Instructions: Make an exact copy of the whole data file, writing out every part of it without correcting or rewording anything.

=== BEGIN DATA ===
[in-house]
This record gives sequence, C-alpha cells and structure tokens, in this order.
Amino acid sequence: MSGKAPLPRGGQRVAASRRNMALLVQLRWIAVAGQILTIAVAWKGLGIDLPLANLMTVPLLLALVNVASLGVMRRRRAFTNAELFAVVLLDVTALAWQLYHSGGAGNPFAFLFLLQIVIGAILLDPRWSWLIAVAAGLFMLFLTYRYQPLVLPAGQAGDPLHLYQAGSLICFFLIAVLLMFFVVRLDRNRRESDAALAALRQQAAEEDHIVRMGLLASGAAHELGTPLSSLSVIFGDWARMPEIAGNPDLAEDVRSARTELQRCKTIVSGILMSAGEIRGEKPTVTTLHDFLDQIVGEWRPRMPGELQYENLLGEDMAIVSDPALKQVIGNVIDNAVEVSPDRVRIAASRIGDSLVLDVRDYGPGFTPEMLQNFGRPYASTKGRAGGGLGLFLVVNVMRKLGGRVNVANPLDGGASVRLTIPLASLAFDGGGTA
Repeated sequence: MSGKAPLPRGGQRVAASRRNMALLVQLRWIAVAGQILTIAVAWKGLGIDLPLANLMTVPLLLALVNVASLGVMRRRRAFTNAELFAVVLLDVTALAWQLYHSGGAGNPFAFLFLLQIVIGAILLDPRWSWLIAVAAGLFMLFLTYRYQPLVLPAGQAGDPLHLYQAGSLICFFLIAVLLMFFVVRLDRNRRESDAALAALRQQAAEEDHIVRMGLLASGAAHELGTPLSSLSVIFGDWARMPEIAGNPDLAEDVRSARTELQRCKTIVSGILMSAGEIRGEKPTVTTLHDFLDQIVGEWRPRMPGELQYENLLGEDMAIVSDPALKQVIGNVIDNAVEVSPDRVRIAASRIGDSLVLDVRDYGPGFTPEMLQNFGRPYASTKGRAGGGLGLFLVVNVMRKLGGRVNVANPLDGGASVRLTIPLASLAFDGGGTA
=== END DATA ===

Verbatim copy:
[in-house]
This record gives sequence, C-alpha cells and structure tokens, in this order.
Amino acid sequence: MSGKAPLPRGGQRVAASRRNMALLVQLRWIAVAGQILTIAVAWKGLGIDLPLANLMTVPLLLALVNVASLGVMRRRRAFTNAELFAVVLLDVTALAWQLYHSGGAGNPFAFLFLLQIVIGAILLDPRWSWLIAVAAGLFMLFLTYRYQPLVLPAGQAGDPLHLYQAGSLICFFLIAVLLMFFVVRLDRNRRESDAALAALRQQAAEEDHIVRMGLLASGAAHELGTPLSSLSVIFGDWARMPEIAGNPDLAEDVRSARTELQRCKTIVSGILMSAGEIRGEKPTVTTLHDFLDQIVGEWRPRMPGELQYENLLGEDMAIVSDPALKQVIGNVIDNAVEVSPDRVRIAASRIGDSLVLDVRDYGPGFTPEMLQNFGRPYASTKGRAGGGLGLFLVVNVMRKLGGRVNVANPLDGGASVRLTIPLASLAFDGGGTA
Repeated sequence: MSGKAPLPRGGQRVAASRRNMALLVQLRWIAVAGQILTIAVAWKGLGIDLPLANLMTVPLLLALVNVASLGVMRRRRAFTNAELFAVVLLDVTALAWQLYHSGGAGNPFAFLFLLQIVIGAILLDPRWSWLIAVAAGLFMLFLTYRYQPLVLPAGQAGDPLHLYQAGSLICFFLIAVLLMFFVVRLDRNRRESDAALAALRQQAAEEDHIVRMGLLASGAAHELGTPLSSLSVIFGDWARMPEIAGNPDLAEDVRSARTELQRCKTIVSGILMSAGEIRGEKPTVTTLHDFLDQIVGEWRPRMPGELQYENLLGEDMAIVSDPALKQVIGNVIDNAVEVSPDRVRIAASRIGDSLVLDVRDYGPGFTPEMLQNFGRPYASTKGRAGGGLGLFLVVNVMRKLGGRVNVANPLDGGASVRLTIPLASLAFDGGGTA